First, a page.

Martin McGuinness: Ex-IRA leader 'understands' Warrington protest

image captionProtestors said it was "immoral" that Mr McGuinness had been asked to speak

Northern Ireland's deputy first minister Martin McGuinness has said his "heart goes out" to protesters at a lecture he has given in a town which suffered an IRA bomb attack in 1993.

Two boys died when two bombs exploded in Warrington 20 years ago.

Mr McGuinness, who was previously an IRA leader, was giving the town's annual peace lecture.

But one opponent, Julie Hambleton, said it was like "asking Myra Hindley to give a talk on child protection".

Mrs Hambleton, whose sister Maxine died at the age of 18 in the Birmingham pub bombings carried out by Irish Republicans in 1974, was one of a small group of people protesting outside the Tim Parry-Johnathan Ball Foundation for Peace building.

The centre takes its name from the two boys who lost their lives in the attack, aged 12 and three.

Tim Parry's father Colin asked Mr McGuinness to give the lecture, which is held every year in the centre, when they met in Belfast earlier this year.

Speaking before he gave the lecture, Mr McGuinness said he "understood" the objections and empathised with those who could not make the "journey" he had to peace.

"My heart goes out to them because they too are people that have suffered as a result of the conflict in the north of Ireland," he said.

He previously visited the centre in 2001, when he said the bombing was wrong.

He added on this visit that it was "absolutely shameful" that the boys had lost their lives.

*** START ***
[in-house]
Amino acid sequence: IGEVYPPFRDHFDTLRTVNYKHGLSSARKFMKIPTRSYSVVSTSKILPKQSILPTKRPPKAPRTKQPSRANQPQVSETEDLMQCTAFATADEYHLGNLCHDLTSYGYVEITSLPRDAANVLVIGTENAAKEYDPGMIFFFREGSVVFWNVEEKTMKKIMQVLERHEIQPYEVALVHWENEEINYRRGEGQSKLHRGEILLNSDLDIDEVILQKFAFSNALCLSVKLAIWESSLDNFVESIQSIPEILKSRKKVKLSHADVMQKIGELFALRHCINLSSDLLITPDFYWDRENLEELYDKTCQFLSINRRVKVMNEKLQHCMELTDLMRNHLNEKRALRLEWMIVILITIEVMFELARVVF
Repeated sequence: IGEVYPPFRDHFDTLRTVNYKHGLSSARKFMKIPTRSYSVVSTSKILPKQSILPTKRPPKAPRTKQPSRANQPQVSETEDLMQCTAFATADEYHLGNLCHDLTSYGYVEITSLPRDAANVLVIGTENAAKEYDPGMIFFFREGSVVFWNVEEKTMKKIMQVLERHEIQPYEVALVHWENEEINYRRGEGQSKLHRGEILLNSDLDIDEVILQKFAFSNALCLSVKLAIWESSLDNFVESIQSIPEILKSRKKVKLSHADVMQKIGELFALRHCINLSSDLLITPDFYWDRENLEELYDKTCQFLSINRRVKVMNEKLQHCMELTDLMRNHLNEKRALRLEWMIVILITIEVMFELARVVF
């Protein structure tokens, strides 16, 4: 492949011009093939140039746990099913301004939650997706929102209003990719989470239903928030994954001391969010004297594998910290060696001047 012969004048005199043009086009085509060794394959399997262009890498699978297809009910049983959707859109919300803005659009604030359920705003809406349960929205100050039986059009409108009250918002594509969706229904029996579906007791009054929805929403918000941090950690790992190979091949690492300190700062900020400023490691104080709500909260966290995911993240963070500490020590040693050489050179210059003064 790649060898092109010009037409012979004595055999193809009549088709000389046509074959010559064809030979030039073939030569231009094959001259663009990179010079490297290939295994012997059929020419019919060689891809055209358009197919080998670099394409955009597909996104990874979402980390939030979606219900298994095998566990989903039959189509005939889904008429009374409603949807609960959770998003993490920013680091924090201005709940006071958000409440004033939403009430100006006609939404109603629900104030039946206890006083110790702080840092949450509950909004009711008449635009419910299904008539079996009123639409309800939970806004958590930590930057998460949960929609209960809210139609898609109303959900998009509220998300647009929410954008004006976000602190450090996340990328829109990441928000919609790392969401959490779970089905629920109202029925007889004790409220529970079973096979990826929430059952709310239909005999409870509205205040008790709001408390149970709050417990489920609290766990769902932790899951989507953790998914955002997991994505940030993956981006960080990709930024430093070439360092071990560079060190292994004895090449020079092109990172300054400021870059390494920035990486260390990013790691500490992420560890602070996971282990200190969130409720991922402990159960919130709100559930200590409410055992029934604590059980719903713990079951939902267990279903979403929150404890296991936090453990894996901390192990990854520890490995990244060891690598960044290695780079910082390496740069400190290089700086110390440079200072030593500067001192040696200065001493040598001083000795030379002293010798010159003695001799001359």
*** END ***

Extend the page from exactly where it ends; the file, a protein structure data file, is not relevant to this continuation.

"We need to be sorry for everything that happened - all of us who were involved in the conflict, not just Irish Republicans," he said.

'Peace builders'

The brother of Maxine Hambleton, Brian, who was also protesting, said Mr McGuinness had a "murky, violent past" and it was "immoral" for Mr Parry to have asked him to deliver the lecture.

media captionBomb victim's father explains why he has invited Sinn Fein's Martin McGuinness to give peace lecture.

Mr Parry said he accepted such criticism but that it did not "grasp the founding principles of this organisation, which is to be peace builders with the aim of reconciling people".

"Once you set your stall out in that regard, you don't close the door to certain people and open it to others," he said.

No-one has been charged over the attack, in which two bombs hidden in litter bins exploded in Bridge Street, killing the two boys and injuring 54 others.

Mr Parry and his wife Wendy opened the centre on the seventh anniversary of the bombing.

In 2007, Sinn Fein leader Gerry Adams apologised to them at a meeting in London.

Johnathan Ball's parents have since died.

More on this story

Related Internet Links

The BBC is not responsible for the content of external sites.